Young carers are children under 18 with caring responsibilities, and their rights to be assessed come mostly from the Children Act 1989 and the Children and Families Act 2014.
If there is an adult being looked after, then the local council has a duty to consider whether there are any children involved in providing care, and if so, what the impact is on that child.
The local council have a duty to assess ‘on the appearance of need’ (ie without a ‘request’ having to be made). They also have a more general duty to ‘take reasonable steps’ to identify young carers in their area.
The local council must involve the child with caring responsibilities, their parents and any other person the young carer requests in the assessment process. The assessment itself must look at whether or not the young carer wishes to continue caring, and whether it is appropriate for them to continue caring. When doing this they have to take into account any education, training, work or recreational activities the young carer is or wishes to participate in.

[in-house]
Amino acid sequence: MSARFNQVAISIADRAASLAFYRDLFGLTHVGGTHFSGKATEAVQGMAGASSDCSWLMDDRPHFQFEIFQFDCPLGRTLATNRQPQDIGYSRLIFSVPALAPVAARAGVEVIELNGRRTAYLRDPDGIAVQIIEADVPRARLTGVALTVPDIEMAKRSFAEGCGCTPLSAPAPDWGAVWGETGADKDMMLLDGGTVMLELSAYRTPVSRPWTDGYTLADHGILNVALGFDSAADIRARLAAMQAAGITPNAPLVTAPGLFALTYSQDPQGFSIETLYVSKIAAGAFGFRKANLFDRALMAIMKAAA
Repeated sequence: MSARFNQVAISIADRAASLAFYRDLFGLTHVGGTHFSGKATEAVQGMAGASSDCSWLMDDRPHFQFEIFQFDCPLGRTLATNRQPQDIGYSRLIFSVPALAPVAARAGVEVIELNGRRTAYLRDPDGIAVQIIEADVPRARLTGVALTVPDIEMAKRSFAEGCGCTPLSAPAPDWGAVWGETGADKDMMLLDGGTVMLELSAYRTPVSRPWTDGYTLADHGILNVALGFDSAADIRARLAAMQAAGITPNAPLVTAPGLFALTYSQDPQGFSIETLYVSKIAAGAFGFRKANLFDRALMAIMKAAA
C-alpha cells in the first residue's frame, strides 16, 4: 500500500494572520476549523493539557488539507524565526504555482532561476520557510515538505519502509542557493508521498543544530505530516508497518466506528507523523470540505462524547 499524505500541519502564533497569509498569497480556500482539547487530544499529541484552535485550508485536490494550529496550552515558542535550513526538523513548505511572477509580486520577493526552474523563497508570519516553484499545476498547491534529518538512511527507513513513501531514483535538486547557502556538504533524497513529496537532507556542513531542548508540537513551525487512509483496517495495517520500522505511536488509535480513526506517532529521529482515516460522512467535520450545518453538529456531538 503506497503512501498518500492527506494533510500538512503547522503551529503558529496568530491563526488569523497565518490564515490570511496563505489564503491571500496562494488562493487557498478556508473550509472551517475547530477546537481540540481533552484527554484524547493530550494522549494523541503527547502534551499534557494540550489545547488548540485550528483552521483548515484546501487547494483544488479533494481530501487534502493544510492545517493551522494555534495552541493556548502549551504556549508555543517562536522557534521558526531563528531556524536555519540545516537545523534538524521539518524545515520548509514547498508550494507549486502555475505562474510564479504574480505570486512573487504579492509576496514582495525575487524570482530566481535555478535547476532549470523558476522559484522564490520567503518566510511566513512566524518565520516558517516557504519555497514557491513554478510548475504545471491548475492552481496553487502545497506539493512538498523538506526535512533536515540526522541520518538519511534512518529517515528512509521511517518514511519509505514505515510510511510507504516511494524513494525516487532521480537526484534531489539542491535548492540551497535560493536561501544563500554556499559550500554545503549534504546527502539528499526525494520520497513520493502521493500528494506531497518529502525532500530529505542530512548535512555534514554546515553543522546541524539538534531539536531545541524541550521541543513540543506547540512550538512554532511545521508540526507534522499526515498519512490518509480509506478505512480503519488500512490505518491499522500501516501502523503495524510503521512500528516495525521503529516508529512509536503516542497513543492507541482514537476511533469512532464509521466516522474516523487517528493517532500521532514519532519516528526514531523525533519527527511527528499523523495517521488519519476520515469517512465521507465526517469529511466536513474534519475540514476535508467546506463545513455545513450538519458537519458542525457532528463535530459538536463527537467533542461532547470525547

Where a young carer’s eligible needs are identified as requiring support, local councils will have to:
- provide support directly to the young carer or
- demonstrate that the ‘cared for person’s’ assessment has provided adequate care and support to prevent inappropriate care being required from the young carer
The school holds Excellence in Schools Award for young carers provision and also silver and bronze awards. All presented by Young Carers Service in North Somerset (Alliance).
At WVPS before lockdowns, we had a young carers group that met once a week on a Friday lunchtime to have lunch together, talk if needed and to share crafting activities. We also met for three quarters of an hour, for cooking activity or other enjoyable practical activities. This was to give the Young Carers some time for themselves.